Try sending a text message at midnight on New Year's Eve, and you'll struggle: there's too much data and not enough bandwidth to cope with it. But now a team of researchers have developed twisted radio waves inspired by pasta, which could allow a "potentially infinite" number of channels to be broadcast simultaneously.
It sounds ridiculous, but it's actually a pretty neat trick. The secret lies in forcing radio waves to twist about their axis as they travel, in effect, tracing out the shape of fusilli pasta as they move forwards, as the researchers explain in the New Journal of Physics. Dr Fabrizio Tamburini, one of the researchers, explained to PhysOrg:
"In a three-dimensional perspective, this phase twist looks like a fusillli-pasta-shaped beam. Each of these twisted beams can be independently generated, propagated and detected even in the very same frequency band, behaving as independent communication channels."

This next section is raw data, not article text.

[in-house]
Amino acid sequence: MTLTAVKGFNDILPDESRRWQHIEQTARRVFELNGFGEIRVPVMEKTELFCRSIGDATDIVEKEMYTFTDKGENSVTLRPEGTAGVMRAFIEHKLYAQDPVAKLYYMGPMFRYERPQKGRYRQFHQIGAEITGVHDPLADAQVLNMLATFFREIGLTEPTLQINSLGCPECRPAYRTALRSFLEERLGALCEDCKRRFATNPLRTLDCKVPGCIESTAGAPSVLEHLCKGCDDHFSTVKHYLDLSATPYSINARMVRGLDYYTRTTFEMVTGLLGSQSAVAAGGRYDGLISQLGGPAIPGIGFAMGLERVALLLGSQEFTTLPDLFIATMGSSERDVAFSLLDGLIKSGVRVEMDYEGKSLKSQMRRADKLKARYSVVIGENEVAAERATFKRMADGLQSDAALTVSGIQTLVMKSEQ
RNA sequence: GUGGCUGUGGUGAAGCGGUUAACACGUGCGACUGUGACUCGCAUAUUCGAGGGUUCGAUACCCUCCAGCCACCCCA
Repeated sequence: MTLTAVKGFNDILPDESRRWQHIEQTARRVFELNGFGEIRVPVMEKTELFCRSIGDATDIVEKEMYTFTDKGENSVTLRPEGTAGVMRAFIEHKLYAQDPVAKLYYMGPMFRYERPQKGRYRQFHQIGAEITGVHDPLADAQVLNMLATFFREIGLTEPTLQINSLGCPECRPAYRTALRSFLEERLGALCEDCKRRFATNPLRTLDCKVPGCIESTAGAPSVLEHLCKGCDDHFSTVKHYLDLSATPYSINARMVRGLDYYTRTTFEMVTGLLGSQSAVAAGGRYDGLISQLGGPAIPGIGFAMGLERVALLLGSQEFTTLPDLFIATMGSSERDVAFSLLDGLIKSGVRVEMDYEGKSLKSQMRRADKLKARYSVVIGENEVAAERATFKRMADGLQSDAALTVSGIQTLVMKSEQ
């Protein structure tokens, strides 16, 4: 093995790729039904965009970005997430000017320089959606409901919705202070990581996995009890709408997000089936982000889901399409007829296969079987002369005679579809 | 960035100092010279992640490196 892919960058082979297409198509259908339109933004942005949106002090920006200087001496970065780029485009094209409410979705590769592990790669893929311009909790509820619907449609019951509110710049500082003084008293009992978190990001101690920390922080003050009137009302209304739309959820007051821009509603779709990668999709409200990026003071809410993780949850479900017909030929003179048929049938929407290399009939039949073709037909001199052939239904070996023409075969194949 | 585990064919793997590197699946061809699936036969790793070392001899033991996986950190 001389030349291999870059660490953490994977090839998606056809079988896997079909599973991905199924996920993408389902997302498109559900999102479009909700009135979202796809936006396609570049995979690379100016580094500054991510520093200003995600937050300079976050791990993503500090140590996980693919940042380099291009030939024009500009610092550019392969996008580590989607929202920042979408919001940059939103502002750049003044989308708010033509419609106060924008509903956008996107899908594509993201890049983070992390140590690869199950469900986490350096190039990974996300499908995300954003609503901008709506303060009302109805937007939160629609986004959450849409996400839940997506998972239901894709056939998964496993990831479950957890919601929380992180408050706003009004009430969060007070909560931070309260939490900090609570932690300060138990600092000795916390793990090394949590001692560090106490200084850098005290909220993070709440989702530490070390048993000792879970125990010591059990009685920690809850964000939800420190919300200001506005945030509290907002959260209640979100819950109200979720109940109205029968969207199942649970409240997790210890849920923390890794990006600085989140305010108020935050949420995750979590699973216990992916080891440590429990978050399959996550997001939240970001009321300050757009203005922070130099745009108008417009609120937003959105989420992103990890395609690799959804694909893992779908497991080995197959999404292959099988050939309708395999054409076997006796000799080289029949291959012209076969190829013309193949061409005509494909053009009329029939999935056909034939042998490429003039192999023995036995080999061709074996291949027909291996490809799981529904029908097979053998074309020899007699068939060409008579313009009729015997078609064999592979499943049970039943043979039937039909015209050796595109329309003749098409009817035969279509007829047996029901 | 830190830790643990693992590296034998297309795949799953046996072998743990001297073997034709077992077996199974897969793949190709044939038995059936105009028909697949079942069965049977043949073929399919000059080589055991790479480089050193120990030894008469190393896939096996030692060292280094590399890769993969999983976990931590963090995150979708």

The team have demonstrated the technique in Venice, transmitting two twisted radio waves in the 2.4 GHz band, over a distance of 442 metres. But the researchers claim it would be easy to keep adding more and more twisted waves, to increase the number of signals that can be sent simultaneously. I can't wait for this to happen. [New Journal of Physics and PhysOrg]
Image credit: verseguru from flickr